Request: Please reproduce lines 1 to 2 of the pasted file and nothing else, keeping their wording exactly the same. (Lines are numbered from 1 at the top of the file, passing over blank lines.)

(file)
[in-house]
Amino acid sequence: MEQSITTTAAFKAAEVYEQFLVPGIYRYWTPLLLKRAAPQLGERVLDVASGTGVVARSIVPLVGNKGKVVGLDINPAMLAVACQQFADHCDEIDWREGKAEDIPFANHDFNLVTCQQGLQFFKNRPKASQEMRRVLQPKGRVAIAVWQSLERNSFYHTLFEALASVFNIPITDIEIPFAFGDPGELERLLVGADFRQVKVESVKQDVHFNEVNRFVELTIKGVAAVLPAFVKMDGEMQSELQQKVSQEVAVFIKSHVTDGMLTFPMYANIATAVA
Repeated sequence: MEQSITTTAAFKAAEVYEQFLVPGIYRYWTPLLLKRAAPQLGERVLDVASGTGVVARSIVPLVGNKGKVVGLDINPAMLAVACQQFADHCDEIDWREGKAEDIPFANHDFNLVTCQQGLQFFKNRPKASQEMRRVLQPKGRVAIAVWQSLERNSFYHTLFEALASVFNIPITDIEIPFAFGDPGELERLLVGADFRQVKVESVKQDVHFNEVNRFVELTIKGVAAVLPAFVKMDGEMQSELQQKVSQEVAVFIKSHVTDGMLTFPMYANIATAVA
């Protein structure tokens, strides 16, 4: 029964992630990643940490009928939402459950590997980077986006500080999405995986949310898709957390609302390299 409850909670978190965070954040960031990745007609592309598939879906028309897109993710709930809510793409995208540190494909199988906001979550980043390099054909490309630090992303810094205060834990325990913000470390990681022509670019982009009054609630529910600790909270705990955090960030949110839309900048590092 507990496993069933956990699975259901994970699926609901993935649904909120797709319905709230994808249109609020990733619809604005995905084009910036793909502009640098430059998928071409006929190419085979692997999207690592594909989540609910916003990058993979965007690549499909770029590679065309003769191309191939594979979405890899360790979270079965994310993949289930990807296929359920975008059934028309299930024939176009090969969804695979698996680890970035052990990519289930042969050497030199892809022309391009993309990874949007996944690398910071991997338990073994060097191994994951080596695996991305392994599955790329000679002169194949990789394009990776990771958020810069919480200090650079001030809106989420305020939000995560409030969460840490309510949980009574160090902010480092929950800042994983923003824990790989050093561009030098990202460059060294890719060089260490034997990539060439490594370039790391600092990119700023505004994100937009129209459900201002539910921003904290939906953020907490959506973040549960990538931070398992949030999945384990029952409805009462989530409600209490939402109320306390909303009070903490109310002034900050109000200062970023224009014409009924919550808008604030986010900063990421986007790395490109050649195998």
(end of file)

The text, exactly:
[in-house]
Amino acid sequence: MEQSITTTAAFKAAEVYEQFLVPGIYRYWTPLLLKRAAPQLGERVLDVASGTGVVARSIVPLVGNKGKVVGLDINPAMLAVACQQFADHCDEIDWREGKAEDIPFANHDFNLVTCQQGLQFFKNRPKASQEMRRVLQPKGRVAIAVWQSLERNSFYHTLFEALASVFNIPITDIEIPFAFGDPGELERLLVGADFRQVKVESVKQDVHFNEVNRFVELTIKGVAAVLPAFVKMDGEMQSELQQKVSQEVAVFIKSHVTDGMLTFPMYANIATAVA